The first two week’s performances of the Cincinnati season were but indifferently attended, and it was not until Master Joseph Burke, the young Irish Roscius, presented himself to the Cincinnatians, that the receipts of the theatre equalled the expenses. But Master Burke drew effectually ; to use a common expression, he “drew like a fly-blister.” He was the greatest dramatic and musical phenomenon that I ever beheld (393) being at that age only twelve years of age. His first appearance on the stage at Cincinnati was in the farce of the “Irish Tutor,” in the character of Terry O’Rourke, which piece was performed on that night. Between the first and second pieces he appeared and played a “concerto” for the violin by De Beviot, after which he played a “grand overture,” violin obligato, with the full orchestra accompaniments. During his engagement he played the characters of Sir Abel Handy, in “Speed the Plough;” Dennis Brulgruddery, in “John Bull;” Doctor Plangloss, in the “Heir at Law;” Shylock, in the “Merchant of Venice;” Richard III.; Looney McTwalter, in the “Review;” Tristram Fickle, in the “Weathercock;” and other characters, in all of which he was astonishingly clever.
I cannot give estimate of Joseph Burke’s juvenile efforts better than to use the language of Mr. Ireland, author of the “Records of the New York Stage,” who speaks thus of him : “His [Master Joseph Burke’s] performance of Richard, Shylock, and Sir Giles was so good that none sneered at the absurdity of a child’s assuming such parts ; while his comedy, especially in Irish parts, was so full of native, genuine humor that he never failed to convulse his audience with laughter.”
Master Burke travelled with his musical teacher, Mr. Ambroise, and with his father, Dr. Burke, an eminent physician of Dublin. His father, the doctor, was very proud of his son’s talents, and well he might be ; and nothing would offend him sooner than for any one to attempt to decry his son Joseph’s abilities. An instance of this kind occurred in Cincinnati. We had in the band of the theatre an Englishman of the name of Me—, who was considered a very competent musician, particularly as a performer of the violoncello. After Master Burke’s first night of performance, there was a discussion among the musicians, in the “music-room,” relative to the merits of young Burke as a musician, and Mr. M. was heard to say that he did not consider the body a musician : that he had probably, with much care and labor, been taught to play a few pieces tolerably well, but put strange music before him, and it would be seen he was no musician. These remarks, by some means, reached the ears of Dr. Burke, and about the third morning after the opening performance of Master Burke, as soon as the rehearsal was over, and before the musicians rose to leave the orchestra, Dr. Burke stepped forward and addressed himself to Mr. M., saying, “I understand, sir, that you have said my son is no musician. Did you say so?” Mr. M. admitted that he had expressed himself to that effect. “Then,” (394) said Dr. Burke, “I will convince these gentlemen of the orchestra that you are mistaken. You call the violoncello your best instrument, do you not?” “Yes, sir,” said Mr. M. “Well, sir, I would like you to hear my son play on your instrument ; will you oblige me so much?” “Yes, sir.” The doctor, then addressing himself to the leader, “Will you, Mr. Jonas, have the goodness to select from among your orchestra music, none of which, probably, my son is familiar with, some piece wherein the violoncello is an important instrument, distribute the parts, and give the violoncello part to my son, and let this gentlemen see whether Joseph can play the part correctly?” This was done, and when they were through he requested they would oblige him so much as to play it over again, as he wished Mr. M. to take his instrument and play the part, that Joseph might hear him play it, and if possible profit by it.” This Mr. M. very sullenly consented to do. As soon as he took up the instrument to begin, Mr. Ambroise took a station behind him, but so he could look over the music-book. When about half through, Mr. Ambroise called out “Stop,” and addressing Mr. M., said, “You played two bars there wrong ;” and asked the leader to go back to a certain passage, and to play again from that point, with a request that he would pay particular attention to the playing of the violoncello. This was done, and when they had reached the bars where Ambroise had stopped them, the leader rapped, sopped the orchestra, and pointed out to Mr. M. the error he had committed. They then went on to the end. When they were through, Dr. Burke addressed the leader, and requested to know whether Master Burke had played the piece correctly, and receiving an affirmative answer, he then turned to Mr. M. and said, “You have asserted that Master Burke is no musician. Now, sir, we have proved that he is a better musician than you are ; and if I ever hear of your repeating this insult, by Ja—s, I’ll cut off both your ears.”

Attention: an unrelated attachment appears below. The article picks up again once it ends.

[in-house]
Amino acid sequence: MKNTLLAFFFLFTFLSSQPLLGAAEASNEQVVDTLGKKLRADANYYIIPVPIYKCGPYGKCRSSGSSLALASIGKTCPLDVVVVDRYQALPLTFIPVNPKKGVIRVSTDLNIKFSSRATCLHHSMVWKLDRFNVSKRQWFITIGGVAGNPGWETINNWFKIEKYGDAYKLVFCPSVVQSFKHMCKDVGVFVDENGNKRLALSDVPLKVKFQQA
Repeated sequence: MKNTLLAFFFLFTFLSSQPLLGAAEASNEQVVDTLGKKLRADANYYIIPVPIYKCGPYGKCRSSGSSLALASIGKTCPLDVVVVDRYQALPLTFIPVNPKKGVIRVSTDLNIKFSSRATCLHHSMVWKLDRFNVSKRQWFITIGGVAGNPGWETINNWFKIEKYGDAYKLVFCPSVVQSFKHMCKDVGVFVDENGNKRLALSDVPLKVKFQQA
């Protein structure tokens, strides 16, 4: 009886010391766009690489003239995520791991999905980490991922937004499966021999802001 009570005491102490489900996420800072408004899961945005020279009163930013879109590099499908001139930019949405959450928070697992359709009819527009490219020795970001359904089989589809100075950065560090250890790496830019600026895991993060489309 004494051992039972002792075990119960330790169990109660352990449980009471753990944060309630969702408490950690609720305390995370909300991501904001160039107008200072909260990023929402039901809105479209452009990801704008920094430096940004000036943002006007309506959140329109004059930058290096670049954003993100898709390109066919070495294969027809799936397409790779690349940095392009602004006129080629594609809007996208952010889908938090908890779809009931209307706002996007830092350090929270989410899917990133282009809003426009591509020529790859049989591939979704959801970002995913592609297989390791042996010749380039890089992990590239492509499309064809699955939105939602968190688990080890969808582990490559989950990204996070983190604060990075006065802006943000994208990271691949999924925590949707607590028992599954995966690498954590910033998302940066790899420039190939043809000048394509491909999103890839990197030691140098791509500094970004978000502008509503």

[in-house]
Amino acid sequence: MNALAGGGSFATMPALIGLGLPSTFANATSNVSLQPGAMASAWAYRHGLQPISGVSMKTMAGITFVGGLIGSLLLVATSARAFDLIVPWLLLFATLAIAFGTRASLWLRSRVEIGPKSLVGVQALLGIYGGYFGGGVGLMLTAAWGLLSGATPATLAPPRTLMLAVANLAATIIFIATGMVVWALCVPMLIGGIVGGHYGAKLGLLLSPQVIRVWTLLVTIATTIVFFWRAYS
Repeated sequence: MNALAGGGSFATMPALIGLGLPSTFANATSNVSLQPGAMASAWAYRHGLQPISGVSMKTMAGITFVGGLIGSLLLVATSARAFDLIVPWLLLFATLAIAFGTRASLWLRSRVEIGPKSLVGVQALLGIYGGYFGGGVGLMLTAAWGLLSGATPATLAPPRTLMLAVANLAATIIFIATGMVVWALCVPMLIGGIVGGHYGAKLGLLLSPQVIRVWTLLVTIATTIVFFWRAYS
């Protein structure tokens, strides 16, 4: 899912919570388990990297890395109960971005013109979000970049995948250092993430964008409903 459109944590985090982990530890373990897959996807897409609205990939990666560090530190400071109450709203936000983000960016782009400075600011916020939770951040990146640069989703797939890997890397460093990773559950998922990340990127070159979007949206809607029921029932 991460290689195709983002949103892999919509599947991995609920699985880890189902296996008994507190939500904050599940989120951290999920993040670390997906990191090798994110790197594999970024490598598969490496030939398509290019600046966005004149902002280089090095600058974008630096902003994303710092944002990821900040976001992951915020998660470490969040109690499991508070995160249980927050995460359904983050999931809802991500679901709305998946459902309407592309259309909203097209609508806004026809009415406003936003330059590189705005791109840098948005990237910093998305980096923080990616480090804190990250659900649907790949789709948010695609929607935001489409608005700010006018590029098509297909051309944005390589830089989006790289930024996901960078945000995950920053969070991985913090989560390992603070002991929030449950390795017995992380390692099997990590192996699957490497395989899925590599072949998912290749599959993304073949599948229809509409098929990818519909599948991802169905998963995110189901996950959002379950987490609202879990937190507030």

Master Burke’s engagement was a very successful one, and after two weeks’ performance he left us, with the warmest esteem of all those who knew him, and the highest admiration of all who had witnessed his professional accomplishments.
The next “star” that beamed upon the Cincinnatians was a dog-star, my own dog Nero, who had established himself as a favorite in that city three years before. His appearance in Carlo, the “Dog of Montargis,” drew a full house, notwithstanding the great draught that had been made upon the public purse by Master Burke (395).
Dramatic Life as I Found It (N.M. Ludlow — G. I. Jones and Company) 1880: 393-395. Print.